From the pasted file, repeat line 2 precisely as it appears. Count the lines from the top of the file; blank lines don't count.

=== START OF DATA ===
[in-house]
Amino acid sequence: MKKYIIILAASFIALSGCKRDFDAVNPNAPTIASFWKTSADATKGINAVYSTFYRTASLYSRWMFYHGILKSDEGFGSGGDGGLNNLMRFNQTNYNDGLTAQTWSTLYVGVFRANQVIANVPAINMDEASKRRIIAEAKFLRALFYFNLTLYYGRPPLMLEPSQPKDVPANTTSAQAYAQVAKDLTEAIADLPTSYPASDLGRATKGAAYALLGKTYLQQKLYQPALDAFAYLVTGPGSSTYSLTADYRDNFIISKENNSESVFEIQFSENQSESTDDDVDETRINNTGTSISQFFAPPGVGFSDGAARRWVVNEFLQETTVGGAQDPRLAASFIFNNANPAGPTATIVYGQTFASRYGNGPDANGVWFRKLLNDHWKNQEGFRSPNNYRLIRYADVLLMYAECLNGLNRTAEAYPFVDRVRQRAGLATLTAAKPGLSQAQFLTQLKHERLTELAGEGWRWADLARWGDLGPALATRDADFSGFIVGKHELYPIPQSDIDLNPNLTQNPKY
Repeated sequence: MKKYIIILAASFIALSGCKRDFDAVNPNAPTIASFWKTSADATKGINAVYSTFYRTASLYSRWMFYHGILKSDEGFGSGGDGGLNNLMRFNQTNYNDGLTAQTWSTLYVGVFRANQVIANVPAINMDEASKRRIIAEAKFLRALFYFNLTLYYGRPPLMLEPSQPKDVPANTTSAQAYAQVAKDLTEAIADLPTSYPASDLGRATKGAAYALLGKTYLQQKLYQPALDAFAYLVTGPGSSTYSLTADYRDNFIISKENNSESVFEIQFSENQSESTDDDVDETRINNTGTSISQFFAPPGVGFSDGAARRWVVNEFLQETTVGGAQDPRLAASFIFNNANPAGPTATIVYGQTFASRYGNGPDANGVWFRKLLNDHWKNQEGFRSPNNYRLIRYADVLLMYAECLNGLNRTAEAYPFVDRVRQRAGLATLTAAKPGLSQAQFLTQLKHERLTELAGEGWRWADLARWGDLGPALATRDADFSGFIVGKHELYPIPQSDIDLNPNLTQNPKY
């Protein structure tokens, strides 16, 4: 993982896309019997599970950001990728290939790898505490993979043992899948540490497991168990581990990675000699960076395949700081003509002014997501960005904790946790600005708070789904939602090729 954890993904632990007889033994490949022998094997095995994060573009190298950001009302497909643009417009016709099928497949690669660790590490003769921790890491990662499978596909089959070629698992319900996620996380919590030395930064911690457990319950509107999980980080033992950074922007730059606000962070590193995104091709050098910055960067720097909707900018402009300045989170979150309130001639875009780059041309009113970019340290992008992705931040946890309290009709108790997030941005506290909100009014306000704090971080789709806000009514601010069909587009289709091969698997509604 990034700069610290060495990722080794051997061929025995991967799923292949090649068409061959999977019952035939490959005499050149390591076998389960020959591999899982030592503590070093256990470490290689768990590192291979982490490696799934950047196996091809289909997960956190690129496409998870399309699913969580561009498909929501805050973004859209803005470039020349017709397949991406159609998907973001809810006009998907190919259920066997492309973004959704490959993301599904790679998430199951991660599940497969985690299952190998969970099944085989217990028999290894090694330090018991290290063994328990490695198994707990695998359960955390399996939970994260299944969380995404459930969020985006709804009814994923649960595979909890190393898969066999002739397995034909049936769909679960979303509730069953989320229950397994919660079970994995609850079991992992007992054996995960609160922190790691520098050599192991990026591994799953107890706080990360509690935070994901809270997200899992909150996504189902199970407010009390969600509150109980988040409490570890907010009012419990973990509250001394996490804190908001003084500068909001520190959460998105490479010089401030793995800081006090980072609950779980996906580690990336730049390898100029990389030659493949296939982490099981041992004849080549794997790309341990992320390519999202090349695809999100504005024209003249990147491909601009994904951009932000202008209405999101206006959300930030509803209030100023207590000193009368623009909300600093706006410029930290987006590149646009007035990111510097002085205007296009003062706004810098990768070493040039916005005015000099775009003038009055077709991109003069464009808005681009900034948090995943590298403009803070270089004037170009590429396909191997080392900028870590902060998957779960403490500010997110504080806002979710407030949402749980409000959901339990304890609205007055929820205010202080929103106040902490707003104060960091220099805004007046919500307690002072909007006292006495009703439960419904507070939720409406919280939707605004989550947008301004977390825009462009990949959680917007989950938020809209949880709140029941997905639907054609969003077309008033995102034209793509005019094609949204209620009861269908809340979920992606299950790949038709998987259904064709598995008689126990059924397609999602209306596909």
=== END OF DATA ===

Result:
Amino acid sequence: MKKYIIILAASFIALSGCKRDFDAVNPNAPTIASFWKTSADATKGINAVYSTFYRTASLYSRWMFYHGILKSDEGFGSGGDGGLNNLMRFNQTNYNDGLTAQTWSTLYVGVFRANQVIANVPAINMDEASKRRIIAEAKFLRALFYFNLTLYYGRPPLMLEPSQPKDVPANTTSAQAYAQVAKDLTEAIADLPTSYPASDLGRATKGAAYALLGKTYLQQKLYQPALDAFAYLVTGPGSSTYSLTADYRDNFIISKENNSESVFEIQFSENQSESTDDDVDETRINNTGTSISQFFAPPGVGFSDGAARRWVVNEFLQETTVGGAQDPRLAASFIFNNANPAGPTATIVYGQTFASRYGNGPDANGVWFRKLLNDHWKNQEGFRSPNNYRLIRYADVLLMYAECLNGLNRTAEAYPFVDRVRQRAGLATLTAAKPGLSQAQFLTQLKHERLTELAGEGWRWADLARWGDLGPALATRDADFSGFIVGKHELYPIPQSDIDLNPNLTQNPKY